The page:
But why this humiliation?

"For the suffering of death." The assumption of the nature of angels would not have brought him under the law that his people had transgressed; it was necessary that he should take part of the same flesh and blood, in which his children had transgressed the law, that he might be legally identified with them in their law state. Hence it is written, "Forasmuch then as the children are partakers of flesh and blood, he also himself likewise took part of the same; that through death he might destroy him that had the power of death," &c. As the great object of his incarnation was to redeem his people, by doing and suffering all that the law required; he was made lower than the angels. This by no means implies that the glory of his eternal Deity, or his ancient Mediatorial glory, which he had with the Father before the world began, had depreciated in the smallest degree; for though in his humiliation he was found in fashion as a man, and humbled himself and learned obedience, and became obedient even unto death, and that the ignominious death of the cross, was made sin for us who knew no sin, and was even made a curse for us. As it is written, "Cursed in every one that hangeth upon a tree"; yet at the same time he thought it not robbery to be equal with God, and was acknowledged by the Father in that equality, even in issuing his death-warrant, if so we may speak, "Awake, O sword, against my Shepherd, and against the man that is my fellow, saith the Lord of hosts." While hanging on his cross, all heaven glowed with the radiance of his unfading glory.

"Crowned with glory and honor." In his incarnation he was recognized by the law, by divine justice, by the eternal Father, and by all the shining hosts of heaven, as the Son of God. The darkened skies, the quaking earth, the rending rocks, the opening graves and the raising dead, together with the sundered veil of the temple, proclaimed in the most emphatic language, This was the Son of God! He was crowned as the antitype of Adam, with glory and honor; for all power in heaven and in earth was vested in him; and by virtue of his coronation, he hath power to lay down his life, and to take it up again. But in his suffering of death he is crowned with the glory and honor of complete success; the full accomplishment of all that was designed to be affected, his people completely redeemed, and by his one suffering perfected forever. A deathless victory was achieved over sin, death and hell, and all his enemies were vanquished forever.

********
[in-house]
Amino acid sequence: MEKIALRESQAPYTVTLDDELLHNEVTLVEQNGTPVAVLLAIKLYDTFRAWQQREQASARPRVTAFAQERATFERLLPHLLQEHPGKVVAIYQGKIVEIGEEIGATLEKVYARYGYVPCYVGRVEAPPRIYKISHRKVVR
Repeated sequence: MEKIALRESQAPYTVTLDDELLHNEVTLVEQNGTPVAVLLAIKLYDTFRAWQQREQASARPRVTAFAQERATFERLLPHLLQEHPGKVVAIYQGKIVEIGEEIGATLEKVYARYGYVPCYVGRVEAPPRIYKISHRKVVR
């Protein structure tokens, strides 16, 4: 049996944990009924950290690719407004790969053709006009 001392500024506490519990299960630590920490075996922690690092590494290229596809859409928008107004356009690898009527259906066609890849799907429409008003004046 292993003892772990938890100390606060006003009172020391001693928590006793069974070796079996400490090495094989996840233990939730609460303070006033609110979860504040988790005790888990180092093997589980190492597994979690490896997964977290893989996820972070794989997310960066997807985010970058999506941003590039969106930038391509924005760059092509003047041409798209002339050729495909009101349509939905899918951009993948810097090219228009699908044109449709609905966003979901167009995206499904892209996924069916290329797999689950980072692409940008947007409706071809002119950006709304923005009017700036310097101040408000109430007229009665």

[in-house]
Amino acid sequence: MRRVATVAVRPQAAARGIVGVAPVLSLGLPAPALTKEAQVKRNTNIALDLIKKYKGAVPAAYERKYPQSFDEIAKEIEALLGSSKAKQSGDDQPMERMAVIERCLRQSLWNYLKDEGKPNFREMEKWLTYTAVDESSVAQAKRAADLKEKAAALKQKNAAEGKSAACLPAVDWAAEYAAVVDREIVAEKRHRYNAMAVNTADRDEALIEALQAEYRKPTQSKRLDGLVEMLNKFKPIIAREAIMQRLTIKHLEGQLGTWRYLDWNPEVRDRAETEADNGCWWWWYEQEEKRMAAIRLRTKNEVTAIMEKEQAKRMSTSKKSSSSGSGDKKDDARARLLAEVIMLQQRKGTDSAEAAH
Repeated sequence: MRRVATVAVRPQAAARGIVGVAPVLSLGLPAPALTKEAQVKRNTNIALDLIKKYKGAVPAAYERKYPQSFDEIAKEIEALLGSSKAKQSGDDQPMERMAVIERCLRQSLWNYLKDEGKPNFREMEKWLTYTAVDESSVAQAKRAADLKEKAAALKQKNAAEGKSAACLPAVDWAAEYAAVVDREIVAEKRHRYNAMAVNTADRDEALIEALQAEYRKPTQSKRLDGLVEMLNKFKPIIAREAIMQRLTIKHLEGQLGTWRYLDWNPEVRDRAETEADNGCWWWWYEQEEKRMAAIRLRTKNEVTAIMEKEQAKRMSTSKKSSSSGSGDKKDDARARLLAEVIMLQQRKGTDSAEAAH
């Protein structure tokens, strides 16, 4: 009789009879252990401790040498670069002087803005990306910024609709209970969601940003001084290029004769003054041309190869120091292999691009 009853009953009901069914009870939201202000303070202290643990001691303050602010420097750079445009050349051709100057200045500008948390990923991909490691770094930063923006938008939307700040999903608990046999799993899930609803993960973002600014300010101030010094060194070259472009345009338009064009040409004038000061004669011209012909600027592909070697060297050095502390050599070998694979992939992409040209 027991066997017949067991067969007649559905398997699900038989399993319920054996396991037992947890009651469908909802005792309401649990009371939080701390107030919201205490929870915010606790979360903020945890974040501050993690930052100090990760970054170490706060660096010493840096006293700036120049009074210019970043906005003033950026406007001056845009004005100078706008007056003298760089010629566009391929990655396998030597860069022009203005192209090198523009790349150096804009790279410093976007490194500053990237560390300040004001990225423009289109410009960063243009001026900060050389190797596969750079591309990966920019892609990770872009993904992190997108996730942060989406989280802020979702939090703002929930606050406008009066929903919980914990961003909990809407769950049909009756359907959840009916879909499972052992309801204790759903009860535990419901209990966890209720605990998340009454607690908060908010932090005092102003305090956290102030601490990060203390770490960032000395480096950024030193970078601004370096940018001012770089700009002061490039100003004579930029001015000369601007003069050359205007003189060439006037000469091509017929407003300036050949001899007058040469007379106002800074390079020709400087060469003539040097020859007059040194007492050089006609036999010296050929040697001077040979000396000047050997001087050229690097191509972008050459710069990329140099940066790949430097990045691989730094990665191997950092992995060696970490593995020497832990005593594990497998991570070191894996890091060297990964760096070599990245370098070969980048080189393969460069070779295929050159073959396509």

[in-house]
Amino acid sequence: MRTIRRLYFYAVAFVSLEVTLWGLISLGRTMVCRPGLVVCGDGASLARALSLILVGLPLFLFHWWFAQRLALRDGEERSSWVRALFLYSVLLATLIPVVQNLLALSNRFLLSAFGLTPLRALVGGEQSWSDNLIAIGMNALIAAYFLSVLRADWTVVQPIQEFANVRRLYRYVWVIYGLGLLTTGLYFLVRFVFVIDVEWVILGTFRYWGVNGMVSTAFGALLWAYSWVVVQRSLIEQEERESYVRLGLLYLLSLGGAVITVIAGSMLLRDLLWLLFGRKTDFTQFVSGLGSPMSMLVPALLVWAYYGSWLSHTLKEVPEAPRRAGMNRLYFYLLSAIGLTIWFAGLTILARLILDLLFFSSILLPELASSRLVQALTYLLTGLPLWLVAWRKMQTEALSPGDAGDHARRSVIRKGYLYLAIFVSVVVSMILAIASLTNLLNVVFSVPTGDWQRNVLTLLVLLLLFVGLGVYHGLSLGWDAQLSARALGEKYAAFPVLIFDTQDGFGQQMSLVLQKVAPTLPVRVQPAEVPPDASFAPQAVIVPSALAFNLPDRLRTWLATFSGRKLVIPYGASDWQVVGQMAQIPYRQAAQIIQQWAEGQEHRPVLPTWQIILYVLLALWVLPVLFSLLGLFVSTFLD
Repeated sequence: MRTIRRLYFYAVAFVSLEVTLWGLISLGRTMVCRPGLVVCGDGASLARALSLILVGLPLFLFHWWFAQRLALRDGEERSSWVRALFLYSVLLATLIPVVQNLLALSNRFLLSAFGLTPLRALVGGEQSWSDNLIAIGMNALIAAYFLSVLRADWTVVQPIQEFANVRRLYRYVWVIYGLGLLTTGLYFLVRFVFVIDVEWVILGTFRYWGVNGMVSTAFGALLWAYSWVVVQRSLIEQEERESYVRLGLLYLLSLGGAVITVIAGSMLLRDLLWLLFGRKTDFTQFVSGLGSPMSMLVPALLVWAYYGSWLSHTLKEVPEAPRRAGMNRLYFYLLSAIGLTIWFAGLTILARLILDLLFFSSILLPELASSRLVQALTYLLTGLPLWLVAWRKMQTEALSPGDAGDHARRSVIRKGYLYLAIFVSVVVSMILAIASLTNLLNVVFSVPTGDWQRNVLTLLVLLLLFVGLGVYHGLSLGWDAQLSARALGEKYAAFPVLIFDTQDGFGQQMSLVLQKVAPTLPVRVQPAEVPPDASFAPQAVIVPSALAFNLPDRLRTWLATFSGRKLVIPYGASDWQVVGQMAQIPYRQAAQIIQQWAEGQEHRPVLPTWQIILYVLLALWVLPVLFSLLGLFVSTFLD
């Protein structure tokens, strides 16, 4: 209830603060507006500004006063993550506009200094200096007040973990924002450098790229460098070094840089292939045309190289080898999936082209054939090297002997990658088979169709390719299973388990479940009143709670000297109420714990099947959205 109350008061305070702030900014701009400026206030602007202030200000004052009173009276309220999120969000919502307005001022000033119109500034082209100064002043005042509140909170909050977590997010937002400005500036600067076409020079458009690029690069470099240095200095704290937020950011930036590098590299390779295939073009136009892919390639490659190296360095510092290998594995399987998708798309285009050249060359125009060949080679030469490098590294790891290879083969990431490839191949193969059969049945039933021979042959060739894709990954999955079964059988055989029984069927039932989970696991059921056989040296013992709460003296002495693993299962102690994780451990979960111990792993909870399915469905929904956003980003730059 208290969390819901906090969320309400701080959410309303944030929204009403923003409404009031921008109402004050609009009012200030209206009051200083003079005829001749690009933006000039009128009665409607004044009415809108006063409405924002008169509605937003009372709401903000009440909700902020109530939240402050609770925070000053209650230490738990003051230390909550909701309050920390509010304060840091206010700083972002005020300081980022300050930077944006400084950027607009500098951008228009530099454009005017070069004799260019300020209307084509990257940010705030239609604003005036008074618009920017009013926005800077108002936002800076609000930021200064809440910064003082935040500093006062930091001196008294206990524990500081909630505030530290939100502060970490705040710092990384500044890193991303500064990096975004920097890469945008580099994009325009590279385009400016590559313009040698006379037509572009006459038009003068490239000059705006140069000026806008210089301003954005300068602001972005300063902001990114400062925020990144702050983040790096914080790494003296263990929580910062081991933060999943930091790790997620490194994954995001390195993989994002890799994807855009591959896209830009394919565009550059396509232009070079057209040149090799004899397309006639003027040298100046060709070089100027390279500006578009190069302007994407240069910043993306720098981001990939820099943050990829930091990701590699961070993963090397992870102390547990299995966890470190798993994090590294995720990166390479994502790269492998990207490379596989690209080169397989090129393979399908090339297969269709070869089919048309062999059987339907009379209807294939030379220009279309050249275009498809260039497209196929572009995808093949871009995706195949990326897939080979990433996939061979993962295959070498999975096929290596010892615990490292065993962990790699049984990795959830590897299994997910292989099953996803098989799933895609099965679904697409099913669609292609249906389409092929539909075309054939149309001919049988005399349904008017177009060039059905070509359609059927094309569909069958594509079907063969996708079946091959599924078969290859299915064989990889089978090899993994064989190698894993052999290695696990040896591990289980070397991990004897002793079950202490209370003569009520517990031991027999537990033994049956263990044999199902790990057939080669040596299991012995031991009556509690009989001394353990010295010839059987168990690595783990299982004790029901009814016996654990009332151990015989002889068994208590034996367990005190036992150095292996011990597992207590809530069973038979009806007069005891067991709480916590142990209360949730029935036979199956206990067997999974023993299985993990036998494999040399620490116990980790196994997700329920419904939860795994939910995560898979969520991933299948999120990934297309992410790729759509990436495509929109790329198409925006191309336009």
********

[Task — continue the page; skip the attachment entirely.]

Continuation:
"That he by the grace of God should taste death for every man." It was only by the grace of God that a vicarious sacrifice could be admitted for the redemption of the people of God; that grace had reigned in righteousness in the counsel of eternity; in the election of grace; in the predestination of his members to salvation through him; in the love which the Father has bestowed on them, that hey should be called the sons of God, and heirs of immortality. Not by the merits or the works of men, but by the Grace of God, did he taste death for every man. That is, as explained in the next verse, "For it became him, for whom are all things, and by whom are all things, in bringing many sons into glory, to make the Captain of their salvation perfect through sufferings." To him was committed the work of redeeming many sons, and of bringing them to glory. In order to accomplish this he must of necessity taste death for them all. If one of them had been missed, and left to work his way from under the guilt of sin and the curse of the law, to glory, that one would have been lost forever, and the family of God could never have been complete. But it was the will of the Father, That of all he had given him, he should lose nothing, but raise them up at the last day; and it was the will of the Son, That all that the Father had given him should be with him, and see his glory, which he had with the Father before the world began.

Middletown, N.Y.
Jan. 1, 1855

Elder Gilbert Beebe